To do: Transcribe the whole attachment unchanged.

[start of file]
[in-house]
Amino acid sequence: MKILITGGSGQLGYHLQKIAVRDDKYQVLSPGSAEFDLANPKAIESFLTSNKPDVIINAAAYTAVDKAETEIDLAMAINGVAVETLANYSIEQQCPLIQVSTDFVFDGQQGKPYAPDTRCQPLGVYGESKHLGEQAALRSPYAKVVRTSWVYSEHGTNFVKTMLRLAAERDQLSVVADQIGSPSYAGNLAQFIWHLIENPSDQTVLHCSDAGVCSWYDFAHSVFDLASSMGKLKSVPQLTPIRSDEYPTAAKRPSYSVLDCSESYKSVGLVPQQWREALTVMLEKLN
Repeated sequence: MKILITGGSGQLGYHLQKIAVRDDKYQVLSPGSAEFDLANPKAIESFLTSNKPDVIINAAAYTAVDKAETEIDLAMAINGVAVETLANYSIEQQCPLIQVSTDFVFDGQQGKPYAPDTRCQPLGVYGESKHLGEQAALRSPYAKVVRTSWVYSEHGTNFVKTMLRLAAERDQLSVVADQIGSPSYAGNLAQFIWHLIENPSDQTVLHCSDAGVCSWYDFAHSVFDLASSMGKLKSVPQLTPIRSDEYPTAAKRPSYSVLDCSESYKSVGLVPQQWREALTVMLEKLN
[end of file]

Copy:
[in-house]
Amino acid sequence: MKILITGGSGQLGYHLQKIAVRDDKYQVLSPGSAEFDLANPKAIESFLTSNKPDVIINAAAYTAVDKAETEIDLAMAINGVAVETLANYSIEQQCPLIQVSTDFVFDGQQGKPYAPDTRCQPLGVYGESKHLGEQAALRSPYAKVVRTSWVYSEHGTNFVKTMLRLAAERDQLSVVADQIGSPSYAGNLAQFIWHLIENPSDQTVLHCSDAGVCSWYDFAHSVFDLASSMGKLKSVPQLTPIRSDEYPTAAKRPSYSVLDCSESYKSVGLVPQQWREALTVMLEKLN
Repeated sequence: MKILITGGSGQLGYHLQKIAVRDDKYQVLSPGSAEFDLANPKAIESFLTSNKPDVIINAAAYTAVDKAETEIDLAMAINGVAVETLANYSIEQQCPLIQVSTDFVFDGQQGKPYAPDTRCQPLGVYGESKHLGEQAALRSPYAKVVRTSWVYSEHGTNFVKTMLRLAAERDQLSVVADQIGSPSYAGNLAQFIWHLIENPSDQTVLHCSDAGVCSWYDFAHSVFDLASSMGKLKSVPQLTPIRSDEYPTAAKRPSYSVLDCSESYKSVGLVPQQWREALTVMLEKLN